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Orpheus and Eurydice – digital art project

Published on 29/01/14

Creating a film or animation of a myth or legend. The group reached a consensus to make a version of the Greek myth Orpheus and Eurydice, but they wanted to give it a modern twist.

The Year 9 (8th grade) digital art students were tasked with creating a film or animation of a myth or legend.


The group reached a consensus to make a version of the Greek myth Orpheus and Eurydice, but they wanted to give it a modern twist. They decided to set the film in school and took inspiration from the horror genre - especially using the popular character of 'Laughing Jack' as inspiration for the look of the evil characters.

Once the actors and main ideas for the film had been agreed, the myth was divided up into scenes and each student was given one scene to storyboard, direct and edit themselves.

The students learned how to shoot with the DSLR on continuous shoot mode, to create an 'animated' film made up of hundreds of still photographs. They learned how to rig and shoot against a green screen - which they positioned in many ingenious places around the art department. Each student took her turn to direct the actors and shoot with the camera. One group chose to film in the school locker room, while another shot a scene in Miss Kilby's office.

The masks were designed and created by one group of students while others were filming their scenes. Some lengths were gone to to try to film Orpheus crying while playing the violin - the students used contact lens solution to give the effect of tears.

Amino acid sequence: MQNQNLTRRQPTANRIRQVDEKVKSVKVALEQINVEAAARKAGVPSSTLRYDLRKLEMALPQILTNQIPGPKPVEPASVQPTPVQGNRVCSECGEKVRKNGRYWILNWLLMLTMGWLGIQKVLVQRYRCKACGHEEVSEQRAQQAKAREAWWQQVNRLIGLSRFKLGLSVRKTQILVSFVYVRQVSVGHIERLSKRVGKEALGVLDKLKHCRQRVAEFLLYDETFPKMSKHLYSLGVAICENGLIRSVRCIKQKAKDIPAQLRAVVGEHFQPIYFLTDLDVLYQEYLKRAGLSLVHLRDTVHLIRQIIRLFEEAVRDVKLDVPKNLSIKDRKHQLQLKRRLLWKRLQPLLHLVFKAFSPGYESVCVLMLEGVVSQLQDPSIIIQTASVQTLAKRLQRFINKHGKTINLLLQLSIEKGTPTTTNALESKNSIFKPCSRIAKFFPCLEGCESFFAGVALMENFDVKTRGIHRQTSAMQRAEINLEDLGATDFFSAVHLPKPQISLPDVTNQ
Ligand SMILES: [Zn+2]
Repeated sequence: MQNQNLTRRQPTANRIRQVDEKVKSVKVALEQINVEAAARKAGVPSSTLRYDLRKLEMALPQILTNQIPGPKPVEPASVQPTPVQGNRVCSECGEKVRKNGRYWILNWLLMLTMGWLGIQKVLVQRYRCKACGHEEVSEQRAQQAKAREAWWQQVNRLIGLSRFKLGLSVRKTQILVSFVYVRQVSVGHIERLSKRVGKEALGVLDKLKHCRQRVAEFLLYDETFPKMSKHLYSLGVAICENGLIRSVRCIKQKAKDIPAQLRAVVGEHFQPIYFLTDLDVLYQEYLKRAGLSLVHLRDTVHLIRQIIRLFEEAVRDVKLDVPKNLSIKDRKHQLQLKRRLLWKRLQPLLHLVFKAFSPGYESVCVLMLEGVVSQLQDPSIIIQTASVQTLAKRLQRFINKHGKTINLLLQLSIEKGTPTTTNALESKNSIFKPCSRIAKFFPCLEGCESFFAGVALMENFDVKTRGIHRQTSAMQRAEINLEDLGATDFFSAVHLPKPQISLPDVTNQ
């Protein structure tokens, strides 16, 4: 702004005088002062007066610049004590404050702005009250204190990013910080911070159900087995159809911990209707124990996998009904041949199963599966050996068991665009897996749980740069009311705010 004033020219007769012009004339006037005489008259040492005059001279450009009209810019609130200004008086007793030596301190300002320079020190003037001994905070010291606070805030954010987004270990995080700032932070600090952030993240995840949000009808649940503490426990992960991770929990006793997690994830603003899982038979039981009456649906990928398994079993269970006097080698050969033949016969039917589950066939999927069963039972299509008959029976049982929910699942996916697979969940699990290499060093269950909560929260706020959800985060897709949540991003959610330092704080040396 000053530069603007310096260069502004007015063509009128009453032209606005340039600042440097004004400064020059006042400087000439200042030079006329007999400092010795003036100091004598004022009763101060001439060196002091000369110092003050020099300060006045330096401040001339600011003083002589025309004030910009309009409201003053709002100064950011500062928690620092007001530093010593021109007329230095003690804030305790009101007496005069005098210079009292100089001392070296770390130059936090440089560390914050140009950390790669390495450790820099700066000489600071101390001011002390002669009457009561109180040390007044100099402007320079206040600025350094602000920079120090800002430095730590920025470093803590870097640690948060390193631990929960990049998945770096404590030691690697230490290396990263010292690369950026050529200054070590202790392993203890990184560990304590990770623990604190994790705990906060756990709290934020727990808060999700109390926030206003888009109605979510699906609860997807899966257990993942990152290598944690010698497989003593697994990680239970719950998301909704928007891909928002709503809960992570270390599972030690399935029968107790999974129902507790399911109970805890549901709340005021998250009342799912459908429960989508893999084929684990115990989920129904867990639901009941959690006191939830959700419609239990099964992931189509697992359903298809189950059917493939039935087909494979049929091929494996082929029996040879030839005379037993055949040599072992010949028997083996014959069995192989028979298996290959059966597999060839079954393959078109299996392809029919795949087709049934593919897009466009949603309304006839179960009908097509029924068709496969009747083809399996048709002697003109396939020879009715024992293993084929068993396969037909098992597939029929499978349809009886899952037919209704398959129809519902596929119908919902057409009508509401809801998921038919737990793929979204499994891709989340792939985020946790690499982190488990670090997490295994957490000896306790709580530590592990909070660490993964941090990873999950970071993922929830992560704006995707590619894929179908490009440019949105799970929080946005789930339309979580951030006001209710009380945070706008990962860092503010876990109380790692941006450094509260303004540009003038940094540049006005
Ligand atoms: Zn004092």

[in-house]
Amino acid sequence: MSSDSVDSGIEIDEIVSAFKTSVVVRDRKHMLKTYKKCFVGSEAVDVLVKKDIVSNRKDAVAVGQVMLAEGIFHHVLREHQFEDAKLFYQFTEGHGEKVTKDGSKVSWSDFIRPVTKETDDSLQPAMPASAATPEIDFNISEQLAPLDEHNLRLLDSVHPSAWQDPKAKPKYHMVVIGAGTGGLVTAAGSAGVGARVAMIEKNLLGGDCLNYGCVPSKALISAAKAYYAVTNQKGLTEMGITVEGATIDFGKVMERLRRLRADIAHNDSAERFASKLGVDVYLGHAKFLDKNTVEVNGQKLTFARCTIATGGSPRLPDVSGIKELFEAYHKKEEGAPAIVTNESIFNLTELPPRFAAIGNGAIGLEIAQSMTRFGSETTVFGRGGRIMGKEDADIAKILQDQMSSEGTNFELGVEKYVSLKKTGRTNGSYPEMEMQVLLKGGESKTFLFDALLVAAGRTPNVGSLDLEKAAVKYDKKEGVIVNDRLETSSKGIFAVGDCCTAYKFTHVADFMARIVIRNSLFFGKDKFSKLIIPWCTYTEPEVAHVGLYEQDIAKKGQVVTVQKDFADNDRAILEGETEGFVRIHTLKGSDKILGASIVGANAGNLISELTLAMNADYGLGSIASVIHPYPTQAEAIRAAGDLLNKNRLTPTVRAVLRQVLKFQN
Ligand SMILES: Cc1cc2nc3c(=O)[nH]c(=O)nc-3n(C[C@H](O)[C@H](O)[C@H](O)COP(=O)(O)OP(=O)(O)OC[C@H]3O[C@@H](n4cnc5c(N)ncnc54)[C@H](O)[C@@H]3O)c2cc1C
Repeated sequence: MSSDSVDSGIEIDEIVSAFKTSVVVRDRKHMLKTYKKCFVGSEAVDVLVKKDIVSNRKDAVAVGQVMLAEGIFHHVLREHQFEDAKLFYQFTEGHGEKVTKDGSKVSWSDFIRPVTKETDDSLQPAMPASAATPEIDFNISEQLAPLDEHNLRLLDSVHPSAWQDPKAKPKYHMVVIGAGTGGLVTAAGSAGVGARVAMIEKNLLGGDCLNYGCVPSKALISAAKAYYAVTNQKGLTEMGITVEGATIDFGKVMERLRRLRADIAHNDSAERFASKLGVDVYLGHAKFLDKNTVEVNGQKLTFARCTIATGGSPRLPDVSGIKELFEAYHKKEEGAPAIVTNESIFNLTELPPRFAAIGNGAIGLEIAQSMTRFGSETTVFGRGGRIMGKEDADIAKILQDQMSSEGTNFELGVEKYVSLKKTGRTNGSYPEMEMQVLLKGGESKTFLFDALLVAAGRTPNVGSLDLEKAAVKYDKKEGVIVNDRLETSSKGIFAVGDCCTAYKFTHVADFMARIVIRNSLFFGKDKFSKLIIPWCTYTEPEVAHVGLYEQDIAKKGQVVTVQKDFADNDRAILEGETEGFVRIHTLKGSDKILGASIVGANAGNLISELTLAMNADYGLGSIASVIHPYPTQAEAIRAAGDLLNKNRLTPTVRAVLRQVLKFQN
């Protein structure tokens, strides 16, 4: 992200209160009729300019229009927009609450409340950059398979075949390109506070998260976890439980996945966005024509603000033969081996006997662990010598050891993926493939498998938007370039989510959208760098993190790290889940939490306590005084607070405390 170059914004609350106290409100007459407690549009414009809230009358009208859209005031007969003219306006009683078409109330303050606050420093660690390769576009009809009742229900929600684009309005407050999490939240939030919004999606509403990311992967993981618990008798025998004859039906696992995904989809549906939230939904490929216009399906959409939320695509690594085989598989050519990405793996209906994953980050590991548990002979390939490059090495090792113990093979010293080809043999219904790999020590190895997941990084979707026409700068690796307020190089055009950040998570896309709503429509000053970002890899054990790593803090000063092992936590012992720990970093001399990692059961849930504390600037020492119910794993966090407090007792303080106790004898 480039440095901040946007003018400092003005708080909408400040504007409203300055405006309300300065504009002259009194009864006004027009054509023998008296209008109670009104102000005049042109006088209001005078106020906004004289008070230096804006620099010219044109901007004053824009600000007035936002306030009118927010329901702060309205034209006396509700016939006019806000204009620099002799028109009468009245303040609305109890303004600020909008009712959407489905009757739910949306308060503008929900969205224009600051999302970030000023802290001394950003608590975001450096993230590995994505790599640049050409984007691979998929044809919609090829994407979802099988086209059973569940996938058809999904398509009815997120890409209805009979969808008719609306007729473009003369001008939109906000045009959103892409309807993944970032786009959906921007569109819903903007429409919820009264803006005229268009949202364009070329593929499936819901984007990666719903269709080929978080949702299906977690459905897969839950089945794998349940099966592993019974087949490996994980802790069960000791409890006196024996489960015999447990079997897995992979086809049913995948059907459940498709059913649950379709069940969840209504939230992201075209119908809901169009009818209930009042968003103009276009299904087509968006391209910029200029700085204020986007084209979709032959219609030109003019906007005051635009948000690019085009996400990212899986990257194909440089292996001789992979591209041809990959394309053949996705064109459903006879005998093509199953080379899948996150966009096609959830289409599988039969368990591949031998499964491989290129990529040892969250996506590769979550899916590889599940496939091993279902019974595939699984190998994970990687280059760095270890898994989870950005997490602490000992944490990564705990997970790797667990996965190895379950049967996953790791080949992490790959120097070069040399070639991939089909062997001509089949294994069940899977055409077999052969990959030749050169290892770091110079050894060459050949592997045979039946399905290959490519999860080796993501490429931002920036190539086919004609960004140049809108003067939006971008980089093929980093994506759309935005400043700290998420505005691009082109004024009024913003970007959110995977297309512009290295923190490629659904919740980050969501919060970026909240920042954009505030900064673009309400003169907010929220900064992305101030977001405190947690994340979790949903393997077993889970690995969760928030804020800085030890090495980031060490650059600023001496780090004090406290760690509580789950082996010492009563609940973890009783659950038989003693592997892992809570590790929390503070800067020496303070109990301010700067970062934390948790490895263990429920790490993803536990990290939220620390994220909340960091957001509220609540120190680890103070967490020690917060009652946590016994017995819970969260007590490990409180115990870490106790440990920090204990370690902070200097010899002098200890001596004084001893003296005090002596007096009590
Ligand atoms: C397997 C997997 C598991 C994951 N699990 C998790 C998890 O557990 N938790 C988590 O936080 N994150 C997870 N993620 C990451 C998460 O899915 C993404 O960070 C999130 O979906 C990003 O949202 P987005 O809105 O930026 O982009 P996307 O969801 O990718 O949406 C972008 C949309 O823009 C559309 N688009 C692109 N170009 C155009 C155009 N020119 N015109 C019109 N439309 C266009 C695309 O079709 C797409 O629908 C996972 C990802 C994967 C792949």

greenscreenHaving completed the shoot, the students worked in the Mac Suite learning how to use the professional editing program, Final Cut Pro, to edit their photographs together into a moving image sequence. They used the 'Keyer' filter to key out the green screen and added other filters and backgrounds to create the dark, haunting look of the film.

As the students began to edit the sound for their portions of the film, they quickly discovered the importance of a rich and detailed soundtrack. They found that through attention to timing and sound editing they were able to build emotional tension and create the feeling of suspense evocative of the horror genre. A pair of students recorded the voice over using the school sound recorder and one student researched and downloaded suitable violin music from a free music archive.

Finally, all the sequences were collected together by Miss Cooper who pieced together the final film responding to suggestions from the class. Feedback was gathered from a test screening at the Stephen Perse Film Production Club, and a few final tweaks were made to the edit.

The last lesson of the module was full of excitement as the film neared completion. There was just time for students to make some hasty adjustments to the soundtrack and create the scrolling credits. And finally...

...Orpheus and Eurydice, in all its gothic horror, was ready to be shown to an innocent and unsuspecting audience at the parents evening.